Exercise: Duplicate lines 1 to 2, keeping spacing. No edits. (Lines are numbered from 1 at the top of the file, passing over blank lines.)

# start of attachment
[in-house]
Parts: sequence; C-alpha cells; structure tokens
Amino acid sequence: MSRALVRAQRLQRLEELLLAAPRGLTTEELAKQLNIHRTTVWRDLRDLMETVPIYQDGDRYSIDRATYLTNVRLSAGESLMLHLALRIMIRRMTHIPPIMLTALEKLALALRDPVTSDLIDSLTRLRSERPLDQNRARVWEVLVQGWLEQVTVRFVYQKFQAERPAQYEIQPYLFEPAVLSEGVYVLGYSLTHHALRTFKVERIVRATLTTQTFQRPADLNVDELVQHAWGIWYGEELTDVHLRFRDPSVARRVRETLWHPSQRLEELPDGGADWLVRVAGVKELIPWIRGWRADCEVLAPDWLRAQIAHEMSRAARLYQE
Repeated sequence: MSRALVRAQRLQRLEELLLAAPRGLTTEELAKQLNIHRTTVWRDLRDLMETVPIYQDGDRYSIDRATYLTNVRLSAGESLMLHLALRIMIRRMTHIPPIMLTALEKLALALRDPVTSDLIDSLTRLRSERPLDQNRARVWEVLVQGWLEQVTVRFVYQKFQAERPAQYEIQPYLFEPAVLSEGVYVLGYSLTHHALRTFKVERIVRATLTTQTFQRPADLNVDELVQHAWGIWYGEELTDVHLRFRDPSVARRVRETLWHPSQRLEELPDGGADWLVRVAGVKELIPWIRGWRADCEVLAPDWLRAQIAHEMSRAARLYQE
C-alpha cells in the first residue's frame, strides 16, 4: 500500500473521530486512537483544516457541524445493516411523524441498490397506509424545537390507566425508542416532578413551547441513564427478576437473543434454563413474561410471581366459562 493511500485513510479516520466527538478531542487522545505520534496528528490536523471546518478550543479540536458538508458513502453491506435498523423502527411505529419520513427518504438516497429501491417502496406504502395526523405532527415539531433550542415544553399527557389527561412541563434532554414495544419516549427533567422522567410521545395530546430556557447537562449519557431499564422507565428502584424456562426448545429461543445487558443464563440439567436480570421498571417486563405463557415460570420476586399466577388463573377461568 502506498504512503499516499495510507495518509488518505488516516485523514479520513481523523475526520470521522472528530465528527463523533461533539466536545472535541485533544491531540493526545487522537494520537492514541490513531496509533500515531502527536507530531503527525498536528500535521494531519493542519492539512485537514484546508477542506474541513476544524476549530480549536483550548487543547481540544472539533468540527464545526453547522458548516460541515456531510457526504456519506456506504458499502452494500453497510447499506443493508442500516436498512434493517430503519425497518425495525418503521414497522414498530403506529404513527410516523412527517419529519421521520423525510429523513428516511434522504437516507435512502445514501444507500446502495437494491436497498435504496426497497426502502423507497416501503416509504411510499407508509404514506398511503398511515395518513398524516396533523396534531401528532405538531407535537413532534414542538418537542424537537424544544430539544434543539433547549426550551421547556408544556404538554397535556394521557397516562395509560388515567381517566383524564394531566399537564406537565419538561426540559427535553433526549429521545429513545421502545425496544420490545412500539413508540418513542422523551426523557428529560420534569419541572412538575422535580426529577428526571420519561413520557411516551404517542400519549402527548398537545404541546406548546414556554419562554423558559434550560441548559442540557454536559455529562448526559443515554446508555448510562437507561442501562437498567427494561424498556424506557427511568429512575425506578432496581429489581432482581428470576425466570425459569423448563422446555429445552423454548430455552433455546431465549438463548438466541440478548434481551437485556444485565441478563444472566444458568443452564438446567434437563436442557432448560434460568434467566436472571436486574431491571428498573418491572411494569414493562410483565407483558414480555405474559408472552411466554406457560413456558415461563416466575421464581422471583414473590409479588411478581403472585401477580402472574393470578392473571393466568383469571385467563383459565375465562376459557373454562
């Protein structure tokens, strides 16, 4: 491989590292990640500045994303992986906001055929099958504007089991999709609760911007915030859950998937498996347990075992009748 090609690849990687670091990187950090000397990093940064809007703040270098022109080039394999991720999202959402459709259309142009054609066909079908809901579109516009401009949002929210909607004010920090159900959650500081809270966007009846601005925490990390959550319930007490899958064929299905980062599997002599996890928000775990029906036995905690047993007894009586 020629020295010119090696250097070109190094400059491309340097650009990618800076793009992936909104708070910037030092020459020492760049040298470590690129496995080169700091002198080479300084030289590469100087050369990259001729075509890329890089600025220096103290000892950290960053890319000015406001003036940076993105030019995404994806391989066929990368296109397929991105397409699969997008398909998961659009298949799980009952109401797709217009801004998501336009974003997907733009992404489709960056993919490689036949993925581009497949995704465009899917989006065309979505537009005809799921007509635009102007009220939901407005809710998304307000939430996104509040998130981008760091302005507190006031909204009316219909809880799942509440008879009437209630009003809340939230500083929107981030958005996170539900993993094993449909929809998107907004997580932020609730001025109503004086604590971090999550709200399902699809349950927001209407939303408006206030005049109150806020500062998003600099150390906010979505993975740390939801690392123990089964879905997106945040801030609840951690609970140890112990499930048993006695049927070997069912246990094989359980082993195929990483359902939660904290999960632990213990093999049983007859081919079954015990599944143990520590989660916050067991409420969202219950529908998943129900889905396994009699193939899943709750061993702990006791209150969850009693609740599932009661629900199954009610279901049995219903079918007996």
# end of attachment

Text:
[in-house]
Parts: sequence; C-alpha cells; structure tokens